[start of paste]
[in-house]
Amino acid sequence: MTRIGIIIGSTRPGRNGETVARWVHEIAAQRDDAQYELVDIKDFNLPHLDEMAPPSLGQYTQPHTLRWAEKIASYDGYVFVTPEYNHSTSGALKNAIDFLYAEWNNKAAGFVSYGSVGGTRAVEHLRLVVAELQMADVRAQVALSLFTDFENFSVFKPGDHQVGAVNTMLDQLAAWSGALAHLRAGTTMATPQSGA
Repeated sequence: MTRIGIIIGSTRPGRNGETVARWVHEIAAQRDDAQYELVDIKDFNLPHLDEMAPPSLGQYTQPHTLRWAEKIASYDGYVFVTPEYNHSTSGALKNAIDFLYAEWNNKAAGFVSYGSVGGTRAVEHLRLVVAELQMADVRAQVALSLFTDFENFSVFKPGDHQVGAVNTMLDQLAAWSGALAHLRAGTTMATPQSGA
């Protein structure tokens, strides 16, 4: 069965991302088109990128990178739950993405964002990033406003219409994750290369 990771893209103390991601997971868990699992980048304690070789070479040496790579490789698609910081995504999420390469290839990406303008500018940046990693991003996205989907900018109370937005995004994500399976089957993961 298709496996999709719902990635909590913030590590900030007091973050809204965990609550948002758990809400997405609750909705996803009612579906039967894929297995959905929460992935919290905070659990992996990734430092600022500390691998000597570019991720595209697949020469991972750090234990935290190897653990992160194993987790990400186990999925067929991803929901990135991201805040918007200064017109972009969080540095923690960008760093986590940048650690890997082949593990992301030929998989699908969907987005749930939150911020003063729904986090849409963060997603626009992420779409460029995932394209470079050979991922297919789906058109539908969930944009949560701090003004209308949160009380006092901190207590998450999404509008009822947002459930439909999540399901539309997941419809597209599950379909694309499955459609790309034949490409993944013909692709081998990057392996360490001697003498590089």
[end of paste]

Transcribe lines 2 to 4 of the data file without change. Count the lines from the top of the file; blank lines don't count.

Amino acid sequence: MTRIGIIIGSTRPGRNGETVARWVHEIAAQRDDAQYELVDIKDFNLPHLDEMAPPSLGQYTQPHTLRWAEKIASYDGYVFVTPEYNHSTSGALKNAIDFLYAEWNNKAAGFVSYGSVGGTRAVEHLRLVVAELQMADVRAQVALSLFTDFENFSVFKPGDHQVGAVNTMLDQLAAWSGALAHLRAGTTMATPQSGA
Repeated sequence: MTRIGIIIGSTRPGRNGETVARWVHEIAAQRDDAQYELVDIKDFNLPHLDEMAPPSLGQYTQPHTLRWAEKIASYDGYVFVTPEYNHSTSGALKNAIDFLYAEWNNKAAGFVSYGSVGGTRAVEHLRLVVAELQMADVRAQVALSLFTDFENFSVFKPGDHQVGAVNTMLDQLAAWSGALAHLRAGTTMATPQSGA
């Protein structure tokens, strides 16, 4: 069965991302088109990128990178739950993405964002990033406003219409994750290369 990771893209103390991601997971868990699992980048304690070789070479040496790579490789698609910081995504999420390469290839990406303008500018940046990693991003996205989907900018109370937005995004994500399976089957993961 298709496996999709719902990635909590913030590590900030007091973050809204965990609550948002758990809400997405609750909705996803009612579906039967894929297995959905929460992935919290905070659990992996990734430092600022500390691998000597570019991720595209697949020469991972750090234990935290190897653990992160194993987790990400186990999925067929991803929901990135991201805040918007200064017109972009969080540095923690960008760093986590940048650690890997082949593990992301030929998989699908969907987005749930939150911020003063729904986090849409963060997603626009992420779409460029995932394209470079050979991922297919789906058109539908969930944009949560701090003004209308949160009380006092901190207590998450999404509008009822947002459930439909999540399901539309997941419809597209599950379909694309499955459609790309034949490409993944013909692709081998990057392996360490001697003498590089």